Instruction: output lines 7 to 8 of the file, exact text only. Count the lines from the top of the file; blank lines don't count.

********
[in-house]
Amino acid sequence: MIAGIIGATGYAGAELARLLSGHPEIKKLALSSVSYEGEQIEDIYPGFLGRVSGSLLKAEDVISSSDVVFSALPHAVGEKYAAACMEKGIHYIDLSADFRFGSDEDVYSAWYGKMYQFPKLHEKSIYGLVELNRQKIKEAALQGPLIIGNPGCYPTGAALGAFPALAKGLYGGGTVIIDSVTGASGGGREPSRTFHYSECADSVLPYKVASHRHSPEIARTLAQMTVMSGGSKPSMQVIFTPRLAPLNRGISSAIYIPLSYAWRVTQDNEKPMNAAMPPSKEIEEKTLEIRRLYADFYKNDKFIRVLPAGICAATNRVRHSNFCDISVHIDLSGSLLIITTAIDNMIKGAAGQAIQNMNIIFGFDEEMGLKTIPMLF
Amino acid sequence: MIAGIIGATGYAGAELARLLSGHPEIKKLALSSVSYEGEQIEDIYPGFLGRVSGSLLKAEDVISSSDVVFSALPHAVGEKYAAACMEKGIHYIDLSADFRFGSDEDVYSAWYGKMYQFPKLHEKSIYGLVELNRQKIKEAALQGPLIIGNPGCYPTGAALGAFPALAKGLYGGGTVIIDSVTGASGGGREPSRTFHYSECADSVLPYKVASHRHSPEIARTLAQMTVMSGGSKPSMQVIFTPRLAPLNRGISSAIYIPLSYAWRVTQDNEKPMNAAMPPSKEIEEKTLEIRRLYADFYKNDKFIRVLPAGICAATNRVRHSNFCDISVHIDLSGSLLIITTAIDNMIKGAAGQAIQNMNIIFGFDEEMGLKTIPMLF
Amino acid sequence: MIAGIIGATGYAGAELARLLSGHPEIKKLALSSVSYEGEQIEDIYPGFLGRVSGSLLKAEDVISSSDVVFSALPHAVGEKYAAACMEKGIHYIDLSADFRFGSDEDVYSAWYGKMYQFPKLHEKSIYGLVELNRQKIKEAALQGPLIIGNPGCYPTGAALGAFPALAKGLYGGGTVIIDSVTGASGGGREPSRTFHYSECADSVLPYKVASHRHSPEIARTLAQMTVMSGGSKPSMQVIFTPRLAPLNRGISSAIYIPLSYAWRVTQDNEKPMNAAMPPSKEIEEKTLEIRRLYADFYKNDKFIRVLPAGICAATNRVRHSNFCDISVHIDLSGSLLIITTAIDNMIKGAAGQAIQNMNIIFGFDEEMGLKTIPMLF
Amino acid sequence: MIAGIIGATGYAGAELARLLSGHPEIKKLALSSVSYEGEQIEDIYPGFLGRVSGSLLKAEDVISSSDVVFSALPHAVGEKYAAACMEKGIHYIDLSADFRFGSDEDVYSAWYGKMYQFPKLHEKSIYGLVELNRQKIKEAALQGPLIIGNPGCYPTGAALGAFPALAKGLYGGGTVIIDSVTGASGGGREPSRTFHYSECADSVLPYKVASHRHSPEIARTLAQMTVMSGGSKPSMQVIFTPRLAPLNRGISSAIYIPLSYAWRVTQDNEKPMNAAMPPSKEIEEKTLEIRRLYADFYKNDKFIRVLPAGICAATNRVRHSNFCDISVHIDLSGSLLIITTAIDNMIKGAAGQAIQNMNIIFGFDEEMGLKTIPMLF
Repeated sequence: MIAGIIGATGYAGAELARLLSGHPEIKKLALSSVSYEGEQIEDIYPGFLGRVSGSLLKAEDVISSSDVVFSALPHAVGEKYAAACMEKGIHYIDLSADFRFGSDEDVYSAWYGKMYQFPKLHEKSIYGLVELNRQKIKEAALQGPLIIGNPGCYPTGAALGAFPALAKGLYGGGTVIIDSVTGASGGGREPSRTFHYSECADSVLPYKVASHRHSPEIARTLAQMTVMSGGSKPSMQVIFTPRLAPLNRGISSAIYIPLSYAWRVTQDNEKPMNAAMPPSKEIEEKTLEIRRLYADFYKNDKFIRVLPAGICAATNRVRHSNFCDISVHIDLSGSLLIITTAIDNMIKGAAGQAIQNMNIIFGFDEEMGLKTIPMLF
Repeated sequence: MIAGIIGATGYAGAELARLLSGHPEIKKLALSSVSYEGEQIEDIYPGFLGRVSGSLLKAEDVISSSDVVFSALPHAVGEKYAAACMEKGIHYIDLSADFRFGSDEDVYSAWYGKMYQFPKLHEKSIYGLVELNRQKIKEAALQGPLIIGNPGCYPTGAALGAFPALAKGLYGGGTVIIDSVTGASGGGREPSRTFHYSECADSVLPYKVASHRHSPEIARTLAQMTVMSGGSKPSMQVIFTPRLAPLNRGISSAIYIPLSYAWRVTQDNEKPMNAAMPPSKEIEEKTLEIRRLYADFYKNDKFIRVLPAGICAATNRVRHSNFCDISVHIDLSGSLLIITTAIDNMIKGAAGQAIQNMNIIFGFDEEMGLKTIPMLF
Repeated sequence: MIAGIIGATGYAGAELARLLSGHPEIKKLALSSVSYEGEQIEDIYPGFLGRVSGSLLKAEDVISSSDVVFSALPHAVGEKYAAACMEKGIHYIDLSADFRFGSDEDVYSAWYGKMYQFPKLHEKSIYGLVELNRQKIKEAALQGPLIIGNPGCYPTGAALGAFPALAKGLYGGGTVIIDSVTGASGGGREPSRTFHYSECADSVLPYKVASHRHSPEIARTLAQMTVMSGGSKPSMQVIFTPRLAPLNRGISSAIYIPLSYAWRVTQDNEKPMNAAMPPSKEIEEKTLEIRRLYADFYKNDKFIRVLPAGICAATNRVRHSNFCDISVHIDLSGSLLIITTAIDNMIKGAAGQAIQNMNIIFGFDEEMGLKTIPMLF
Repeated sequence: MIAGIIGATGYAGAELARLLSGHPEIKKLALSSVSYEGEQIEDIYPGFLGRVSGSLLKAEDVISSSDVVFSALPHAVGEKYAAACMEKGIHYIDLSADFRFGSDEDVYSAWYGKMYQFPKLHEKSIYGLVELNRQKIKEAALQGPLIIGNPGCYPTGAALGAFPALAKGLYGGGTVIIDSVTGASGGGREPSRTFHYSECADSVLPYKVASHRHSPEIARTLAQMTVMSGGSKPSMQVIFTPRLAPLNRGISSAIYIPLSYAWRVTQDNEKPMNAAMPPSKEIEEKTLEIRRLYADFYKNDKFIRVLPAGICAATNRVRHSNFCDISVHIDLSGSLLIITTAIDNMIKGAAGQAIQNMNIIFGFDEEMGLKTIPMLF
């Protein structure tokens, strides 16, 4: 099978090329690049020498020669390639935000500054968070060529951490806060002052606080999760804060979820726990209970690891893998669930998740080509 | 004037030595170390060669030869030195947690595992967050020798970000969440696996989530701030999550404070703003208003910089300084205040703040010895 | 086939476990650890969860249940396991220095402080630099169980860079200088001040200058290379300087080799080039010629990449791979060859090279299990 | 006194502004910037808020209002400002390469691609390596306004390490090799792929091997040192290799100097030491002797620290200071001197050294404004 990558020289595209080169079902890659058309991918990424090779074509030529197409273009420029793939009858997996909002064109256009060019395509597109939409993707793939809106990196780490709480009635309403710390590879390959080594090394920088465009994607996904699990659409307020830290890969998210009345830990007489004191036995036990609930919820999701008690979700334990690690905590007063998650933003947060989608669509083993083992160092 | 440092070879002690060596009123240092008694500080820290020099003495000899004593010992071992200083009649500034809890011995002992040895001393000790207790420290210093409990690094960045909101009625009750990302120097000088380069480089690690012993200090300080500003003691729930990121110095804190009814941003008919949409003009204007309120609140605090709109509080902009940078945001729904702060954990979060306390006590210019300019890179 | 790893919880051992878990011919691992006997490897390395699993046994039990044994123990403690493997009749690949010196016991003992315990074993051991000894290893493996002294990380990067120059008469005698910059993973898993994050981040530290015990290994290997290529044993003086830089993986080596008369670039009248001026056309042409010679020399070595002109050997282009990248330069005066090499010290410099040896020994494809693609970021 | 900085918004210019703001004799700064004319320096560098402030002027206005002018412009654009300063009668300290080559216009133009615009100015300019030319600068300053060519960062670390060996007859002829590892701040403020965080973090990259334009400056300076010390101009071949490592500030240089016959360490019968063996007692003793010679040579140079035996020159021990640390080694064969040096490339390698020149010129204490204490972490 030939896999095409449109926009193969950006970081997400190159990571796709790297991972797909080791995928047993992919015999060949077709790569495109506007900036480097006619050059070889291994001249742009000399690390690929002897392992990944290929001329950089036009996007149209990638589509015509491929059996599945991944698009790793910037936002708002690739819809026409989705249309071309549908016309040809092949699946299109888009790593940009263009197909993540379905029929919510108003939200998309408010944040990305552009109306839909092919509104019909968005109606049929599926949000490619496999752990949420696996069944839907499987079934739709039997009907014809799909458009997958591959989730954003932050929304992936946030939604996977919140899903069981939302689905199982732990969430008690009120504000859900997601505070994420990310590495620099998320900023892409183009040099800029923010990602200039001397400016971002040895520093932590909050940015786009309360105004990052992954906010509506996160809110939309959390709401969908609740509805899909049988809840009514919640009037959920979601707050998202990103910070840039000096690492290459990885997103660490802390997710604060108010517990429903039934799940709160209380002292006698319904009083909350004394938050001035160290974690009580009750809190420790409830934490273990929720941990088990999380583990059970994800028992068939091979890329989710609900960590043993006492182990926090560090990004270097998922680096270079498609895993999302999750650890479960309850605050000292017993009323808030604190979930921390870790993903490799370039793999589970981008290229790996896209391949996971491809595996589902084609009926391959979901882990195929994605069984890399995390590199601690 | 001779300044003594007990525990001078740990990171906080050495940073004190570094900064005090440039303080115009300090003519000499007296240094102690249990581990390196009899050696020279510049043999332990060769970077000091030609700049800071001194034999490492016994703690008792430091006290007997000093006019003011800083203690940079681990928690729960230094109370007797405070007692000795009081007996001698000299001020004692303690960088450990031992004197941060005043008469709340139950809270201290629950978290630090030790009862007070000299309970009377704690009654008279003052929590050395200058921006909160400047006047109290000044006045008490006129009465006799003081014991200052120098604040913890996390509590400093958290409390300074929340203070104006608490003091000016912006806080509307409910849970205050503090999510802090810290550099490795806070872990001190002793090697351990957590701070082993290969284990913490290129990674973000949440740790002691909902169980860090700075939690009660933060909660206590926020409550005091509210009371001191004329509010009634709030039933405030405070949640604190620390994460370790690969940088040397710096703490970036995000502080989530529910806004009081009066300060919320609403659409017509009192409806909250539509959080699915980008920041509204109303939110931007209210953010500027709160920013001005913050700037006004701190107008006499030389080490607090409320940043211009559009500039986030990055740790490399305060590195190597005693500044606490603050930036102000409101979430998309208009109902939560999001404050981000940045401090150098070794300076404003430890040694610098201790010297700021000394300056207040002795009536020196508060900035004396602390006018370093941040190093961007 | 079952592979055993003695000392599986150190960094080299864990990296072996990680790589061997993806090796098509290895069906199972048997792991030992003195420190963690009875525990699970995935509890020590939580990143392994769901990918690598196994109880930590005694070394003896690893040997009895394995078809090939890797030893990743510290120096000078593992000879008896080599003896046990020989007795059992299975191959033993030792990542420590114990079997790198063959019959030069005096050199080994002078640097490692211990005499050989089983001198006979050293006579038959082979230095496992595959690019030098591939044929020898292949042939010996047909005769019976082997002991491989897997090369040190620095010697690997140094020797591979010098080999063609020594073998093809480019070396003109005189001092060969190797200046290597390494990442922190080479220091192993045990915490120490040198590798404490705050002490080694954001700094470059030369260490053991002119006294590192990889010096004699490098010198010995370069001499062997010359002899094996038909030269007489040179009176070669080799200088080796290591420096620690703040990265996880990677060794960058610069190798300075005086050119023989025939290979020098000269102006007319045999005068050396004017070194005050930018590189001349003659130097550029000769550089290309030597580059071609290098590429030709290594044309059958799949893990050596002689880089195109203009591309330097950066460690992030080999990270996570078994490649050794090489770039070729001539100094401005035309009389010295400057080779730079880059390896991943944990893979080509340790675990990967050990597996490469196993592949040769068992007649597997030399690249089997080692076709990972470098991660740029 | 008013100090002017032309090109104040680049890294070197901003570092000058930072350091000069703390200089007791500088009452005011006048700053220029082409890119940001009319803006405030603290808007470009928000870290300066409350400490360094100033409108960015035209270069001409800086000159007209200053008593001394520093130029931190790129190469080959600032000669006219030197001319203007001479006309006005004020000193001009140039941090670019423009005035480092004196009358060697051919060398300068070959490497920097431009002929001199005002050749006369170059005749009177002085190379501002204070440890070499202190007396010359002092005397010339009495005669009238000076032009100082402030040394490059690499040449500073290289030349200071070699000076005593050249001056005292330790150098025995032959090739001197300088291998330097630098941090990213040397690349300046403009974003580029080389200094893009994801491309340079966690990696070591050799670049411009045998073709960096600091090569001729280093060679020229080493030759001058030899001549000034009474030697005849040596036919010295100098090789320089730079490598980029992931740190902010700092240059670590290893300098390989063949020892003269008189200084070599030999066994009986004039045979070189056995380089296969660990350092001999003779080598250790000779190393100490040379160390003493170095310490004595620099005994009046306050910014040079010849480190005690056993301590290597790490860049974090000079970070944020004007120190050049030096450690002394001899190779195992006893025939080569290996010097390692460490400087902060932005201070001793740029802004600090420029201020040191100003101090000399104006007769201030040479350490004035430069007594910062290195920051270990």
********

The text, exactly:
Repeated sequence: MIAGIIGATGYAGAELARLLSGHPEIKKLALSSVSYEGEQIEDIYPGFLGRVSGSLLKAEDVISSSDVVFSALPHAVGEKYAAACMEKGIHYIDLSADFRFGSDEDVYSAWYGKMYQFPKLHEKSIYGLVELNRQKIKEAALQGPLIIGNPGCYPTGAALGAFPALAKGLYGGGTVIIDSVTGASGGGREPSRTFHYSECADSVLPYKVASHRHSPEIARTLAQMTVMSGGSKPSMQVIFTPRLAPLNRGISSAIYIPLSYAWRVTQDNEKPMNAAMPPSKEIEEKTLEIRRLYADFYKNDKFIRVLPAGICAATNRVRHSNFCDISVHIDLSGSLLIITTAIDNMIKGAAGQAIQNMNIIFGFDEEMGLKTIPMLF
Repeated sequence: MIAGIIGATGYAGAELARLLSGHPEIKKLALSSVSYEGEQIEDIYPGFLGRVSGSLLKAEDVISSSDVVFSALPHAVGEKYAAACMEKGIHYIDLSADFRFGSDEDVYSAWYGKMYQFPKLHEKSIYGLVELNRQKIKEAALQGPLIIGNPGCYPTGAALGAFPALAKGLYGGGTVIIDSVTGASGGGREPSRTFHYSECADSVLPYKVASHRHSPEIARTLAQMTVMSGGSKPSMQVIFTPRLAPLNRGISSAIYIPLSYAWRVTQDNEKPMNAAMPPSKEIEEKTLEIRRLYADFYKNDKFIRVLPAGICAATNRVRHSNFCDISVHIDLSGSLLIITTAIDNMIKGAAGQAIQNMNIIFGFDEEMGLKTIPMLF